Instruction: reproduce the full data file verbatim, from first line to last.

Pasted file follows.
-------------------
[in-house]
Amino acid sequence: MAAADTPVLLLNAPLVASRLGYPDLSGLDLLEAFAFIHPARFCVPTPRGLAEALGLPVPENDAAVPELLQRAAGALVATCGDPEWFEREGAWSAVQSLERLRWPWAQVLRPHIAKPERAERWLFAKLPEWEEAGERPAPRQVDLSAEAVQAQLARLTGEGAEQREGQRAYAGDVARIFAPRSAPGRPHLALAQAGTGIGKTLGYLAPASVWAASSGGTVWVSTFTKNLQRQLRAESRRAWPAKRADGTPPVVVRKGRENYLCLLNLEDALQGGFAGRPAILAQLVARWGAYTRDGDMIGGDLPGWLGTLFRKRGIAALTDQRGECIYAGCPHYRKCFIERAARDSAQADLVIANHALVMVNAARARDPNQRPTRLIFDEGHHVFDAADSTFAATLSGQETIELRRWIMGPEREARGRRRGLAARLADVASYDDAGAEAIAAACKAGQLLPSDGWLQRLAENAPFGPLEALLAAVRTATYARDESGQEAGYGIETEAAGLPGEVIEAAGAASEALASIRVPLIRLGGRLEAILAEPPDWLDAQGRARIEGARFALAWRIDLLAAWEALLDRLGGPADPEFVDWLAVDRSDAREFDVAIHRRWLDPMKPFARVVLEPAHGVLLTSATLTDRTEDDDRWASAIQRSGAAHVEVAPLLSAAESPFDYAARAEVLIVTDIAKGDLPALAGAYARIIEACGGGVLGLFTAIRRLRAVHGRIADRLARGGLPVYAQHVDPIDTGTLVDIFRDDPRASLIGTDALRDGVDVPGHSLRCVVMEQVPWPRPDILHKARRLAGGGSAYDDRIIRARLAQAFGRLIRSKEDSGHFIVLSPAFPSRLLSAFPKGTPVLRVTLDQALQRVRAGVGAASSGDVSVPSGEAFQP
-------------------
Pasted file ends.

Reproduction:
[in-house]
Amino acid sequence: MAAADTPVLLLNAPLVASRLGYPDLSGLDLLEAFAFIHPARFCVPTPRGLAEALGLPVPENDAAVPELLQRAAGALVATCGDPEWFEREGAWSAVQSLERLRWPWAQVLRPHIAKPERAERWLFAKLPEWEEAGERPAPRQVDLSAEAVQAQLARLTGEGAEQREGQRAYAGDVARIFAPRSAPGRPHLALAQAGTGIGKTLGYLAPASVWAASSGGTVWVSTFTKNLQRQLRAESRRAWPAKRADGTPPVVVRKGRENYLCLLNLEDALQGGFAGRPAILAQLVARWGAYTRDGDMIGGDLPGWLGTLFRKRGIAALTDQRGECIYAGCPHYRKCFIERAARDSAQADLVIANHALVMVNAARARDPNQRPTRLIFDEGHHVFDAADSTFAATLSGQETIELRRWIMGPEREARGRRRGLAARLADVASYDDAGAEAIAAACKAGQLLPSDGWLQRLAENAPFGPLEALLAAVRTATYARDESGQEAGYGIETEAAGLPGEVIEAAGAASEALASIRVPLIRLGGRLEAILAEPPDWLDAQGRARIEGARFALAWRIDLLAAWEALLDRLGGPADPEFVDWLAVDRSDAREFDVAIHRRWLDPMKPFARVVLEPAHGVLLTSATLTDRTEDDDRWASAIQRSGAAHVEVAPLLSAAESPFDYAARAEVLIVTDIAKGDLPALAGAYARIIEACGGGVLGLFTAIRRLRAVHGRIADRLARGGLPVYAQHVDPIDTGTLVDIFRDDPRASLIGTDALRDGVDVPGHSLRCVVMEQVPWPRPDILHKARRLAGGGSAYDDRIIRARLAQAFGRLIRSKEDSGHFIVLSPAFPSRLLSAFPKGTPVLRVTLDQALQRVRAGVGAASSGDVSVPSGEAFQP